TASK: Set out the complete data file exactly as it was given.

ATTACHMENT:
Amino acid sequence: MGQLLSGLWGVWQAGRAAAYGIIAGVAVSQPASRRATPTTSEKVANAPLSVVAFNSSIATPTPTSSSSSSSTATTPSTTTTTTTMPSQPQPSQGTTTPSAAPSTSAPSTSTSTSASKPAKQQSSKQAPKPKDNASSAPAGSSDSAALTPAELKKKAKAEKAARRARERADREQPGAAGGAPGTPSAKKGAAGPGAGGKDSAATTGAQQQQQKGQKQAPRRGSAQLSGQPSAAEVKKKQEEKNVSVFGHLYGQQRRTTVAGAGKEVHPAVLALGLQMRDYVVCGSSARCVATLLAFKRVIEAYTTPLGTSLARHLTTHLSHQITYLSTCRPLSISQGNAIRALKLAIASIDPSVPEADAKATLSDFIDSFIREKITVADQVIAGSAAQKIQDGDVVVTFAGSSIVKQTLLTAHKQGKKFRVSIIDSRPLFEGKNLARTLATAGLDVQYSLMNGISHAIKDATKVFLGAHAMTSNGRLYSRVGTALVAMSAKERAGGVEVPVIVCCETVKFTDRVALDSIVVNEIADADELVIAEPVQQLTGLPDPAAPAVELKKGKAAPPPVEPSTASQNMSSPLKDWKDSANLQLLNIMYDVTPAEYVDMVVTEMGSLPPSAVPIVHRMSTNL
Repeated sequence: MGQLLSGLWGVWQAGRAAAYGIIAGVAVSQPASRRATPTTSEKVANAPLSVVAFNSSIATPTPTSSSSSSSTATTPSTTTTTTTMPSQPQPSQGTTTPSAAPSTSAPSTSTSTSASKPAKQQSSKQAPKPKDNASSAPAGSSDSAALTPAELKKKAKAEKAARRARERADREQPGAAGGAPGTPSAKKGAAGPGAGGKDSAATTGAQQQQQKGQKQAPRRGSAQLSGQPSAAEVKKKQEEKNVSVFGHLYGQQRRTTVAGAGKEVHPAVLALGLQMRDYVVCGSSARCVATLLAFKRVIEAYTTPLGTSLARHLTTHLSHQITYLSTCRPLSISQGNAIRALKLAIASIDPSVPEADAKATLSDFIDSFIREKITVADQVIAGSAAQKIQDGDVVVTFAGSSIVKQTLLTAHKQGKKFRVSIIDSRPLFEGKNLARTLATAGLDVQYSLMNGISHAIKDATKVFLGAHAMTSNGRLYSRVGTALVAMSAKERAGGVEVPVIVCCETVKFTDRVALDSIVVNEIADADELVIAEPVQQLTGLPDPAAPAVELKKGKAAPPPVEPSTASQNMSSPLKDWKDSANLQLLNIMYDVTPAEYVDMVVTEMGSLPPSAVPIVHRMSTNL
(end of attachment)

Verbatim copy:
Amino acid sequence: MGQLLSGLWGVWQAGRAAAYGIIAGVAVSQPASRRATPTTSEKVANAPLSVVAFNSSIATPTPTSSSSSSSTATTPSTTTTTTTMPSQPQPSQGTTTPSAAPSTSAPSTSTSTSASKPAKQQSSKQAPKPKDNASSAPAGSSDSAALTPAELKKKAKAEKAARRARERADREQPGAAGGAPGTPSAKKGAAGPGAGGKDSAATTGAQQQQQKGQKQAPRRGSAQLSGQPSAAEVKKKQEEKNVSVFGHLYGQQRRTTVAGAGKEVHPAVLALGLQMRDYVVCGSSARCVATLLAFKRVIEAYTTPLGTSLARHLTTHLSHQITYLSTCRPLSISQGNAIRALKLAIASIDPSVPEADAKATLSDFIDSFIREKITVADQVIAGSAAQKIQDGDVVVTFAGSSIVKQTLLTAHKQGKKFRVSIIDSRPLFEGKNLARTLATAGLDVQYSLMNGISHAIKDATKVFLGAHAMTSNGRLYSRVGTALVAMSAKERAGGVEVPVIVCCETVKFTDRVALDSIVVNEIADADELVIAEPVQQLTGLPDPAAPAVELKKGKAAPPPVEPSTASQNMSSPLKDWKDSANLQLLNIMYDVTPAEYVDMVVTEMGSLPPSAVPIVHRMSTNL
Repeated sequence: MGQLLSGLWGVWQAGRAAAYGIIAGVAVSQPASRRATPTTSEKVANAPLSVVAFNSSIATPTPTSSSSSSSTATTPSTTTTTTTMPSQPQPSQGTTTPSAAPSTSAPSTSTSTSASKPAKQQSSKQAPKPKDNASSAPAGSSDSAALTPAELKKKAKAEKAARRARERADREQPGAAGGAPGTPSAKKGAAGPGAGGKDSAATTGAQQQQQKGQKQAPRRGSAQLSGQPSAAEVKKKQEEKNVSVFGHLYGQQRRTTVAGAGKEVHPAVLALGLQMRDYVVCGSSARCVATLLAFKRVIEAYTTPLGTSLARHLTTHLSHQITYLSTCRPLSISQGNAIRALKLAIASIDPSVPEADAKATLSDFIDSFIREKITVADQVIAGSAAQKIQDGDVVVTFAGSSIVKQTLLTAHKQGKKFRVSIIDSRPLFEGKNLARTLATAGLDVQYSLMNGISHAIKDATKVFLGAHAMTSNGRLYSRVGTALVAMSAKERAGGVEVPVIVCCETVKFTDRVALDSIVVNEIADADELVIAEPVQQLTGLPDPAAPAVELKKGKAAPPPVEPSTASQNMSSPLKDWKDSANLQLLNIMYDVTPAEYVDMVVTEMGSLPPSAVPIVHRMSTNL